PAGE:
Category Archives: Cognitive biases and fallacies

The non-non-conformity bias

(featured image: illustration from the Emperor’s New Clothes via Wikimedia) How what we believe other people think leads to a peculiar kind of inaction Picture the scene. A bunch of young adolescents, all dressed up, awkwardly sitting on the chairs … Continue reading

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Disruptive benefits

Featured image: Dave Schumaker/Flickr BY-CC-ND 2.0 How a change of plans and expectations can act as shock therapy to help us properly consider our choices… or not Imagine you’re going on a city break with your spouse to celebrate a … Continue reading

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Why slowing down climate change is hard (and how it might be done anyway)

(featured image: <flooding,jpg> Sue Thompson/Flickr CC BY-ND 2.0) Countries get together to discuss how to address climate change, but it’s people’s behaviour that needs to change If, one evening, you were to discover that your house is on fire, I … Continue reading

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Important futilities

Sometimes what we do seems to be unduly influenced by what appears to be utterly futile. Is that as unwise as it seems? Last Saturday was Luka’s 6th birthday. We had some balloons to decorate the house, and for just … Continue reading

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The relativity of mysterious overconfidence

(featured image: kues1/Freepik) Both doubt and confidence have benefits, but is there anything worthwhile in overconfidence? It is the season of party conferences in Britain. Over the years I have lived here, my attitude towards them has evolved from interest … Continue reading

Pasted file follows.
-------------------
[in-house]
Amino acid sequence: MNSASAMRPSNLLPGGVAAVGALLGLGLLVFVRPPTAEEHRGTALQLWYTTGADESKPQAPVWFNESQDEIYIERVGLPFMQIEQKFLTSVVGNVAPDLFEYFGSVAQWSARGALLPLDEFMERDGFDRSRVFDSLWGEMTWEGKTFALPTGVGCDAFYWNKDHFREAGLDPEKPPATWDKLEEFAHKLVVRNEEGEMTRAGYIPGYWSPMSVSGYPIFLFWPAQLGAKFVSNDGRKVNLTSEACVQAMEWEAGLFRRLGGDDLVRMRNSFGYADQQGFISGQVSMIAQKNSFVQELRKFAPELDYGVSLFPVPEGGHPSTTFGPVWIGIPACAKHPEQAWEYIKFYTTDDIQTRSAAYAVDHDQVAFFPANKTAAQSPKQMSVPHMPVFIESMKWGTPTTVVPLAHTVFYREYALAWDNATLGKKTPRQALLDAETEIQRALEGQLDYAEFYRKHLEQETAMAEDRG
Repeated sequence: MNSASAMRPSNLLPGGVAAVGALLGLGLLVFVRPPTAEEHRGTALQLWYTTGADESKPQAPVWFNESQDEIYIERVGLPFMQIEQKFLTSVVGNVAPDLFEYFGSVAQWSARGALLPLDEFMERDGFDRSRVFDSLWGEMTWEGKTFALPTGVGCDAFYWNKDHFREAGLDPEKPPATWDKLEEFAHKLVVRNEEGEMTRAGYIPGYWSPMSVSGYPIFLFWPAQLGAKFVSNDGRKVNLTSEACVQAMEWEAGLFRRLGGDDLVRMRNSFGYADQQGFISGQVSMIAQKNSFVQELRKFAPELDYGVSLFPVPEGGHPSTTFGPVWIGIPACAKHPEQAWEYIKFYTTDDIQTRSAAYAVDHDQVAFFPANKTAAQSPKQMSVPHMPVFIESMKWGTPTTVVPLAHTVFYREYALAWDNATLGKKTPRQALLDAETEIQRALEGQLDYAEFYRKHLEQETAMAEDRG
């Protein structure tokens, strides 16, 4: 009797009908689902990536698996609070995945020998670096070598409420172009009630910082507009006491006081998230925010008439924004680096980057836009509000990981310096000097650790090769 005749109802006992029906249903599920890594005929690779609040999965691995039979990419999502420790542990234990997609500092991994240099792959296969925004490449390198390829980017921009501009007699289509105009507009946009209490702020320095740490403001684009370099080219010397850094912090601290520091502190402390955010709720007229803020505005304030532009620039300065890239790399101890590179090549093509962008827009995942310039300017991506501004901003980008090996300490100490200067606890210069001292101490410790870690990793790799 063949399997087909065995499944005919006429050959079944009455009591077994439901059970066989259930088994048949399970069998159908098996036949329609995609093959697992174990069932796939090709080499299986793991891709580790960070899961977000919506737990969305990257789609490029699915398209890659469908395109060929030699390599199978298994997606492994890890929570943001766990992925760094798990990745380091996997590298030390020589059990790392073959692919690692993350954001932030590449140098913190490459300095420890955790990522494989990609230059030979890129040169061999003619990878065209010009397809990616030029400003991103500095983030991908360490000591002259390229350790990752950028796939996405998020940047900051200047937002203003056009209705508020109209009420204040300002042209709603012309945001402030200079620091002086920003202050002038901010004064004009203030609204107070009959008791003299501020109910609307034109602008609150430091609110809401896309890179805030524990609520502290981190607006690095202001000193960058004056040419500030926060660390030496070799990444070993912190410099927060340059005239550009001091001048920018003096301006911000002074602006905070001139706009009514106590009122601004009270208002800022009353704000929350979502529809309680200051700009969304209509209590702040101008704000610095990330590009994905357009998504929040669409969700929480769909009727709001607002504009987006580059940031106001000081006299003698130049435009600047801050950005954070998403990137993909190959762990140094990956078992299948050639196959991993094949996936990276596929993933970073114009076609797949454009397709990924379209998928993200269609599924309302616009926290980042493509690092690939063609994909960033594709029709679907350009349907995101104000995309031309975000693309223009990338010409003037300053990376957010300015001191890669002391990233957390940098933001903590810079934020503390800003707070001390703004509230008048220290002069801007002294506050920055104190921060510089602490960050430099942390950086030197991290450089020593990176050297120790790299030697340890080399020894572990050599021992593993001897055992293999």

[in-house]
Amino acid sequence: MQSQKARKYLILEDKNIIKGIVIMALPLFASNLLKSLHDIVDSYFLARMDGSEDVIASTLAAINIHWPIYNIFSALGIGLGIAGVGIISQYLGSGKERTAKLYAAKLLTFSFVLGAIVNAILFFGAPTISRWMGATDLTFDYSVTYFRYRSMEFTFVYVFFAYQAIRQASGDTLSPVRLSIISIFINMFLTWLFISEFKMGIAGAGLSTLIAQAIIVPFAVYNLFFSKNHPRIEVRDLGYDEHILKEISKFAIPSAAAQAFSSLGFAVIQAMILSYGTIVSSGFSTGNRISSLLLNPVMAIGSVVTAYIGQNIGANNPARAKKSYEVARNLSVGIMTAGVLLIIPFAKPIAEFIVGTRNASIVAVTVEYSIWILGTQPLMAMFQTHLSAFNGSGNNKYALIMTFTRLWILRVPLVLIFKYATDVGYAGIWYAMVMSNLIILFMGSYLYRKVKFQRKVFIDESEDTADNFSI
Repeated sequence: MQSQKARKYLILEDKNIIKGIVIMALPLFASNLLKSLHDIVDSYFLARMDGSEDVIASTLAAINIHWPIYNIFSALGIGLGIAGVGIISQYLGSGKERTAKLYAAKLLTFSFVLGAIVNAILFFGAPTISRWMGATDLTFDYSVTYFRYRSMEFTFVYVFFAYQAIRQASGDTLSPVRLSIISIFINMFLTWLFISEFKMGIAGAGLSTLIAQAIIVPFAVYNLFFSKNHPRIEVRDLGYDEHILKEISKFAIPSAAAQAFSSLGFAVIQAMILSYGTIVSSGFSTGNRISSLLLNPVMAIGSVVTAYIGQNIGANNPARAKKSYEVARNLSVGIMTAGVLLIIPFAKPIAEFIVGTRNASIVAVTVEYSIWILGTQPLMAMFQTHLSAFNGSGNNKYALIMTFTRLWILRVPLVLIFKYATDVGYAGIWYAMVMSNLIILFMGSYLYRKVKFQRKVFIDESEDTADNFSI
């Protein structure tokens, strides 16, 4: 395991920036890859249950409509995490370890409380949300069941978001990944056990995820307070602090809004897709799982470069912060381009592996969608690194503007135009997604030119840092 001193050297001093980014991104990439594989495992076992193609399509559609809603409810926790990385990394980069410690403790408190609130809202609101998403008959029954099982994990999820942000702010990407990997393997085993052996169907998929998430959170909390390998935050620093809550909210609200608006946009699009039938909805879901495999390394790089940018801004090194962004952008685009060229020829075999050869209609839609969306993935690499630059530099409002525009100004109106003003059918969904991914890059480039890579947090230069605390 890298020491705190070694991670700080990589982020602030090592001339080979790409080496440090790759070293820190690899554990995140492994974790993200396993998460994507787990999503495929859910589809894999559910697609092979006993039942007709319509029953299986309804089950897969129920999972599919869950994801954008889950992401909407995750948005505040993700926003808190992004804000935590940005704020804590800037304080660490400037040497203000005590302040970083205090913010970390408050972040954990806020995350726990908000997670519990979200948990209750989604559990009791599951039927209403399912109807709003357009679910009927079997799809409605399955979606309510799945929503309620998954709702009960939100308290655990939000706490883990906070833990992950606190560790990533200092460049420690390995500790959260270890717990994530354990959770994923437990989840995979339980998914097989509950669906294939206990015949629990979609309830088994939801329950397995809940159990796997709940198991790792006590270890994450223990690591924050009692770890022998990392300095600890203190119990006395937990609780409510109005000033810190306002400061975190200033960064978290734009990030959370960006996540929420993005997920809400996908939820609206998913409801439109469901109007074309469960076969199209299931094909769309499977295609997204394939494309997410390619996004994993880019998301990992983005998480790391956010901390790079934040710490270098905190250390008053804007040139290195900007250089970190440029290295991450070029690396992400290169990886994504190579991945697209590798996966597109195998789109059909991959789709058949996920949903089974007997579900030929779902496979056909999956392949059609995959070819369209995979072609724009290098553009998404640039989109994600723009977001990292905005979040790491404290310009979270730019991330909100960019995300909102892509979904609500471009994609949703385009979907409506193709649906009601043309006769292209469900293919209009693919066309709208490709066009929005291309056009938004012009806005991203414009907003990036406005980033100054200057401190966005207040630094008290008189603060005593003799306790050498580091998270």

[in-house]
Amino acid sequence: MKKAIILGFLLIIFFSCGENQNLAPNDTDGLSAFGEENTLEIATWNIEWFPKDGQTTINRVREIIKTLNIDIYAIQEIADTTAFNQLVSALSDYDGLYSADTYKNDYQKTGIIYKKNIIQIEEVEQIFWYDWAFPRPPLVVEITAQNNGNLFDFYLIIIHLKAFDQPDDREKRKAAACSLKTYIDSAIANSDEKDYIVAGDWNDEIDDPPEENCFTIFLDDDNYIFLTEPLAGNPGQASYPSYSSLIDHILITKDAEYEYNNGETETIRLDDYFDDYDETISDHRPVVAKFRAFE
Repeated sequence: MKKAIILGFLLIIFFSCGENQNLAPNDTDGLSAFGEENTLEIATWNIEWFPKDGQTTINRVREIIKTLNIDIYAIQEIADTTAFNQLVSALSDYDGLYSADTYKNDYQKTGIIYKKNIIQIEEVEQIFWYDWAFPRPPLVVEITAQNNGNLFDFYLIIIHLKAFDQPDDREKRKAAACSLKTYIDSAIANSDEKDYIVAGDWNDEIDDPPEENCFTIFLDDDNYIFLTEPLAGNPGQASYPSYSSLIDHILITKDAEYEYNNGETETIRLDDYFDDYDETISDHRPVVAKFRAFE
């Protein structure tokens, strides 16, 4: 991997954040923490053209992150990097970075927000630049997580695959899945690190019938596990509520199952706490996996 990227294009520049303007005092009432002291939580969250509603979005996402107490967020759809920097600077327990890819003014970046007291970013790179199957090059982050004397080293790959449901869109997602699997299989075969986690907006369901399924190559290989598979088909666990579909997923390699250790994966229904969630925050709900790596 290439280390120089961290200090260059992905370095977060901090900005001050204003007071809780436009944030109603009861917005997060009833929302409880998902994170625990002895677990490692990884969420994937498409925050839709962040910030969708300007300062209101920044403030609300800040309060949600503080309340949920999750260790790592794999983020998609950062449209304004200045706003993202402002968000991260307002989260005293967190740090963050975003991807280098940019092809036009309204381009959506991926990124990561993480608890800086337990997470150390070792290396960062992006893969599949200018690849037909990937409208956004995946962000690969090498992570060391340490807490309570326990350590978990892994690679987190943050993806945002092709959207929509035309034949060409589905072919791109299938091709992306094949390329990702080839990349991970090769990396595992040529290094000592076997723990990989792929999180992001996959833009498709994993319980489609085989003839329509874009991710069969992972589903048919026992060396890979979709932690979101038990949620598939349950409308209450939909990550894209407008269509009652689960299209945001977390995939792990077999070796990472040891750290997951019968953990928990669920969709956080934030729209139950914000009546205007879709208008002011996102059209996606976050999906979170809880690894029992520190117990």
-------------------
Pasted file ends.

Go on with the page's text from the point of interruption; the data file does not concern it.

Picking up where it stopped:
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Real prices can be about more than supply and demand

(featured image via Twitter) How to turn an unfair price rise into a fair one This last week, the UK has been experiencing a freak petrol* crisis. A handful of filling stations on the south coast had run out of … Continue reading

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Buyer and seller – one market price, two perspectives

(featured image: abby_mix07/Flickr CC BY NC SA 2.0) Markets enable prices to reach a level that satisfies both sellers and buyers, but that doesn’t necessarily mean that they see that price in the same way Do you know what a … Continue reading

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We can fabricate data, but we cannot fabricate the truth

(Featured image: Matt Lemmon/Flickr CC BY SA 2.0) When a renowned behavioural scientist gets embroiled in a case of fabricated data, there may be some lessons for us all When a behavioural science paper is discovered to have been using … Continue reading

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An accidental behavioural economist is on holiday – again

Human behaviour continues to be an inexhaustible source of wonder and fascination – even when on holiday Unexpectedly, your correspondent had an opportunity to return to his native country at short notice for a brief holiday after skipping the annual … Continue reading

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The asymmetrical price of friendship

(featured image: geralt via Pixabay) If you buy something from a friend, you might ask them for a discount – but if you are selling them something, would you ask them for a higher price? Humans are social animals. Our … Continue reading

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